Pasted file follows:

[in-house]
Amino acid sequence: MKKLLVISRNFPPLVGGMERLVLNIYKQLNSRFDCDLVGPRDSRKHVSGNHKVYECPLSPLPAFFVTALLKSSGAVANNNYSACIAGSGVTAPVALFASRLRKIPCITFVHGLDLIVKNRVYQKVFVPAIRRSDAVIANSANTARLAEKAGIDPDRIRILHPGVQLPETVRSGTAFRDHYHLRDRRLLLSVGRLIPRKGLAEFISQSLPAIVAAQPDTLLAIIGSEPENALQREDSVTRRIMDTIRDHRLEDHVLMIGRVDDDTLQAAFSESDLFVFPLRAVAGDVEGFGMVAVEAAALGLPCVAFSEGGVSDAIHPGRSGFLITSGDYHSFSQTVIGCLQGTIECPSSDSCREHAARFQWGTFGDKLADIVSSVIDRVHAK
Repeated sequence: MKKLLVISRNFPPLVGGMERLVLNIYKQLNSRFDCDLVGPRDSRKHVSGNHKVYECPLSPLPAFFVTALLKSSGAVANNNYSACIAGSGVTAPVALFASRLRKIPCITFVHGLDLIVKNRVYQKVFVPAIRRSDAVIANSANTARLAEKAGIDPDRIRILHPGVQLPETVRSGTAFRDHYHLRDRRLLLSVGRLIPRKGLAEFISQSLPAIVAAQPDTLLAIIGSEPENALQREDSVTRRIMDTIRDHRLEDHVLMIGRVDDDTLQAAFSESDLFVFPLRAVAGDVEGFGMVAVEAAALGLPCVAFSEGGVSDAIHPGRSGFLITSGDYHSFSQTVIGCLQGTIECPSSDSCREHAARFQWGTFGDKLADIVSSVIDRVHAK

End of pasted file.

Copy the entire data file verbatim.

[in-house]
Amino acid sequence: MKKLLVISRNFPPLVGGMERLVLNIYKQLNSRFDCDLVGPRDSRKHVSGNHKVYECPLSPLPAFFVTALLKSSGAVANNNYSACIAGSGVTAPVALFASRLRKIPCITFVHGLDLIVKNRVYQKVFVPAIRRSDAVIANSANTARLAEKAGIDPDRIRILHPGVQLPETVRSGTAFRDHYHLRDRRLLLSVGRLIPRKGLAEFISQSLPAIVAAQPDTLLAIIGSEPENALQREDSVTRRIMDTIRDHRLEDHVLMIGRVDDDTLQAAFSESDLFVFPLRAVAGDVEGFGMVAVEAAALGLPCVAFSEGGVSDAIHPGRSGFLITSGDYHSFSQTVIGCLQGTIECPSSDSCREHAARFQWGTFGDKLADIVSSVIDRVHAK
Repeated sequence: MKKLLVISRNFPPLVGGMERLVLNIYKQLNSRFDCDLVGPRDSRKHVSGNHKVYECPLSPLPAFFVTALLKSSGAVANNNYSACIAGSGVTAPVALFASRLRKIPCITFVHGLDLIVKNRVYQKVFVPAIRRSDAVIANSANTARLAEKAGIDPDRIRILHPGVQLPETVRSGTAFRDHYHLRDRRLLLSVGRLIPRKGLAEFISQSLPAIVAAQPDTLLAIIGSEPENALQREDSVTRRIMDTIRDHRLEDHVLMIGRVDDDTLQAAFSESDLFVFPLRAVAGDVEGFGMVAVEAAALGLPCVAFSEGGVSDAIHPGRSGFLITSGDYHSFSQTVIGCLQGTIECPSSDSCREHAARFQWGTFGDKLADIVSSVIDRVHAK